They Might Be Grapes

.flickr-photo { border: solid 2px #000000; }.flickr-yourcomment { }.flickr-frame { text-align: left; padding: 3px; }.flickr-caption { font-size: 0.8em; margin-top: 0px; }


Proto grapes, originally uploaded by Bob Nease.

Second season, but the first sign of genuine GRAPES. We shall see. B is a proponent of aggressive pruning; G is afraid we’re truncating potential grapes. I hope we get a bunch or two!

Facebooktwitter

Lettuce bed update

.flickr-photo { border: solid 2px #000000; }.flickr-yourcomment { }.flickr-frame { text-align: left; padding: 3px; }.flickr-caption { font-size: 0.8em; margin-top: 0px; }


Lettuce bed update, originally uploaded by Bob Nease.

Well, it looks as though the movable lettuce bed is a success. We’re having our first batch of salad before the weekend is over. YUM!

Facebooktwitter

Grow, lettuce, grow…

.flickr-photo { border: solid 2px #000000; }.flickr-yourcomment { }.flickr-frame { text-align: left; padding: 3px; }.flickr-caption { font-size: 0.8em; margin-top: 0px; }


Grow, lettuce, grow…, originally uploaded by Bob Nease.

G attempted to grow arugula last year. It was very tasty, but burned quickly in the hot sun. This year we put together a rolling lettuce bed; this will (allegedly) allow G to move the lettuce out of the sun and into the shade as needed… we’ll see!

Facebooktwitter

Chicken Fried Heaven

G and I heard about Clanton’s after listening to about 15 hours of Lynne Rosetto Casper on The Splendid Table. Lynne’s show features Micheal and Jane Stern near the top of every show, giving recommendations from the road… and we happened to hear their glowing review of a Clanton’s in Vinita, Oklahoma.

Vinita is on route 66, right on our way back from Arizona. The timing was perfect, so we stopped there this morning for an early lunch (after arriving in Oklahoma City around midnight). It was everything the Sterns promised and more. The chicken fired steak had a slight lemon flavor, and the white gravy was super yummy. If you have the chance… GO!

Facebooktwitter

Travel Tips — Cinque Terra, Italy

Cinque Terre is a group of five fishing villages (Monterrossa, Vernazza, Corniglia, Manarola, Riomaggiore) strung along a beautiful section of the Mediterranean. Although these towns are relatively easily accessible by train, there are very few roads, and thus the entire area is pristine and romantic. A well-marked foot trail – hundreds of years old – winds from village to village, through olive orchards and vineyards, several hundred feet above the ocean. Making the hike from one end to the other is a must. For the full hike, take the “milk train” from wherever you’re staying to either the northern-most village (Monterosso) or southern-most village (Riomaggiore) and hike the other direction. (Monterosso is the most developed and has a good-sized beach, so if you plan on swimming at the end of your hike, start at Riomaggiore.) For more information about Cinque Terre, go to www.cinque-terre.it.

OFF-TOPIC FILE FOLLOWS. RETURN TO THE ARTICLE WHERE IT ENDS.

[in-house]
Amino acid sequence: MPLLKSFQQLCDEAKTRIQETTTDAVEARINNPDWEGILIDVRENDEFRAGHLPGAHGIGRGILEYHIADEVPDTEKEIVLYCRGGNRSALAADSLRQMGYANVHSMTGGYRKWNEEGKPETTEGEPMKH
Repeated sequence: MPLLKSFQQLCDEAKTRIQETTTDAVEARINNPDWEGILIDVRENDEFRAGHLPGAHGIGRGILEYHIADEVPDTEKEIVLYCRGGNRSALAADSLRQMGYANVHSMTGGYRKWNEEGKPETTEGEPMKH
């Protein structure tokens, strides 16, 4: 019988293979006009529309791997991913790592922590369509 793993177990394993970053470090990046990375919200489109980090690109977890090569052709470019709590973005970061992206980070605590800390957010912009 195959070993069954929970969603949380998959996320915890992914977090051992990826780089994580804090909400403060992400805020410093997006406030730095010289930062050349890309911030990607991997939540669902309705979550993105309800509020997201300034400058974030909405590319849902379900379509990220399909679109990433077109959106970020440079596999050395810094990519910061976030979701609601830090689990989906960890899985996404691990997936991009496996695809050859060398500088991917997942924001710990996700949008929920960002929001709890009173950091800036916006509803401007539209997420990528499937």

WHERE TO STAY

We arrived in Vernazza on a Sunday afternoon without reservations. On our way from the small train station, an elderly woman named Giuseppina approached us and asked – in Italian – whether we needed a room. We did, and it was a hit!

Villa Giuseppina. #9 Via Gionvani Battista, Vernazza. A fully-equipped two-level apartment that easily sleeps four. (The second level is a loft… not a lot of headroom!) You’re likely to find Giuseppina at the market on the main road (Prodotti Tipici, #19). If she’s not there, ask for her.

WHERE TO EAT

Trattoria da Sardo. Via Roma 60, Vernazza. Good, simple Italian fare. Up the main road, towards the train station.

Ristorante Gianni Franzi. Piazza Marconi, Vernazza, Just off the main square, down by the water. This place was really delightful, and each dish was better than the next. Excellent fish, fantastic trofie al pesto (a Cinque Terre speciality). The waiter suggested a great Sicilian wine, the name of which we foolishly forgot to write down, and we’ve never been able to find it. Magical.

Facebooktwitter

Travel Tips — Firenze (Florence)

If you’re into art, visit to Firenze. We went there for a night just to visit Michelangelo’s David (Bob’s only real competition for Gina’s attention). Because it’s only 1.5 hours from Roma by train, a day visit is possible. If you want time to visit the Duomo, do some high-end shopping, and take in a meal, however, consider spending the night. Tip: when visiting Firenze from Roma, be sure to take the EuroStar (no stops), and get reservations to ensure you have a seat.

WHERE TO STAY

Hotel Mario’s.
Via Faenza 89, Firenze. Near the train station; about 10-15 minutes by foot from the main attractions. Nice place to stay with families, old wood beam ceilings, nice bathrooms. Contact the hotel at hotel.marios@webitaly.com, or visit www.webitaly.com/hotel.marios.

WHERE TO EAT

Cantinetta Antinori.
3 Piazza degli Antinori. Excellent food, both for lunch and dinner (we ate there twice in less than 24 hours)! Simple, although a bit formal (the room upstairs is a bit less formal). Great chianti classico reserva, and their own wine as well. Excellent tuna and white bean salad, and amazing cabbage rolls. Gianfranco Stampa, the well-dressed Italian owner, floats from table to table to ensure that everything is in order.

Osteria Il Mostrino.
141 Via Borgognissanti. Great, simple Tuscan fare. Great pasta, chicken, veal chop. Informal, relaxed, really fun. Most tables have a view of the open kitchen, so watch them cook.

WHERE TO SHOP

Firenze is infested with high-end stores; you’ll have no trouble finding them. One small but very cool store is Replay, just off the Arno. They have great t-shirts, jeans, tops, etc.

Facebooktwitter